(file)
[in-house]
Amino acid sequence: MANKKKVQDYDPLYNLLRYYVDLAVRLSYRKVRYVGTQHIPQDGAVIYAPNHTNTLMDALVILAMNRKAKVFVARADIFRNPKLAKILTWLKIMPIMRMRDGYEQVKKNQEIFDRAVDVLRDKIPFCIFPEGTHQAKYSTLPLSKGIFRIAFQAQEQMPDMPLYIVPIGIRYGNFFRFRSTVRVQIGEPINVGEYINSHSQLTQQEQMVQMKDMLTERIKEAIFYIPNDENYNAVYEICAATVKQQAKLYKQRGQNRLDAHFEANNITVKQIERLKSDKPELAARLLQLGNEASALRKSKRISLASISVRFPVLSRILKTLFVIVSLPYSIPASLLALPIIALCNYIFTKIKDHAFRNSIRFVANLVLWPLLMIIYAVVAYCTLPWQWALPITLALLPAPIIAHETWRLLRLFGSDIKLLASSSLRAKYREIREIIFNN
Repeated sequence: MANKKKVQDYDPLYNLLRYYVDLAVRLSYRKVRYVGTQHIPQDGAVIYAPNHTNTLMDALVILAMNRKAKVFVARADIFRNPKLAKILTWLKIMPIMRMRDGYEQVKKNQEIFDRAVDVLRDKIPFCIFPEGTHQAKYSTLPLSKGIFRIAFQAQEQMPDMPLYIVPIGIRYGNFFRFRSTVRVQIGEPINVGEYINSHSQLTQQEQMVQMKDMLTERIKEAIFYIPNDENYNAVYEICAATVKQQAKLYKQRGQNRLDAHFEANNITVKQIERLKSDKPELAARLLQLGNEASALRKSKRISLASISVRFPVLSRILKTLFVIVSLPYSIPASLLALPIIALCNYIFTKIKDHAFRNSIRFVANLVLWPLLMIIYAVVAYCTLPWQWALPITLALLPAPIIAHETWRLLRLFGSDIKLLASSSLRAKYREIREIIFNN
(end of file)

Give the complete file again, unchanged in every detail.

[in-house]
Amino acid sequence: MANKKKVQDYDPLYNLLRYYVDLAVRLSYRKVRYVGTQHIPQDGAVIYAPNHTNTLMDALVILAMNRKAKVFVARADIFRNPKLAKILTWLKIMPIMRMRDGYEQVKKNQEIFDRAVDVLRDKIPFCIFPEGTHQAKYSTLPLSKGIFRIAFQAQEQMPDMPLYIVPIGIRYGNFFRFRSTVRVQIGEPINVGEYINSHSQLTQQEQMVQMKDMLTERIKEAIFYIPNDENYNAVYEICAATVKQQAKLYKQRGQNRLDAHFEANNITVKQIERLKSDKPELAARLLQLGNEASALRKSKRISLASISVRFPVLSRILKTLFVIVSLPYSIPASLLALPIIALCNYIFTKIKDHAFRNSIRFVANLVLWPLLMIIYAVVAYCTLPWQWALPITLALLPAPIIAHETWRLLRLFGSDIKLLASSSLRAKYREIREIIFNN
Repeated sequence: MANKKKVQDYDPLYNLLRYYVDLAVRLSYRKVRYVGTQHIPQDGAVIYAPNHTNTLMDALVILAMNRKAKVFVARADIFRNPKLAKILTWLKIMPIMRMRDGYEQVKKNQEIFDRAVDVLRDKIPFCIFPEGTHQAKYSTLPLSKGIFRIAFQAQEQMPDMPLYIVPIGIRYGNFFRFRSTVRVQIGEPINVGEYINSHSQLTQQEQMVQMKDMLTERIKEAIFYIPNDENYNAVYEICAATVKQQAKLYKQRGQNRLDAHFEANNITVKQIERLKSDKPELAARLLQLGNEASALRKSKRISLASISVRFPVLSRILKTLFVIVSLPYSIPASLLALPIIALCNYIFTKIKDHAFRNSIRFVANLVLWPLLMIIYAVVAYCTLPWQWALPITLALLPAPIIAHETWRLLRLFGSDIKLLASSSLRAKYREIREIIFNN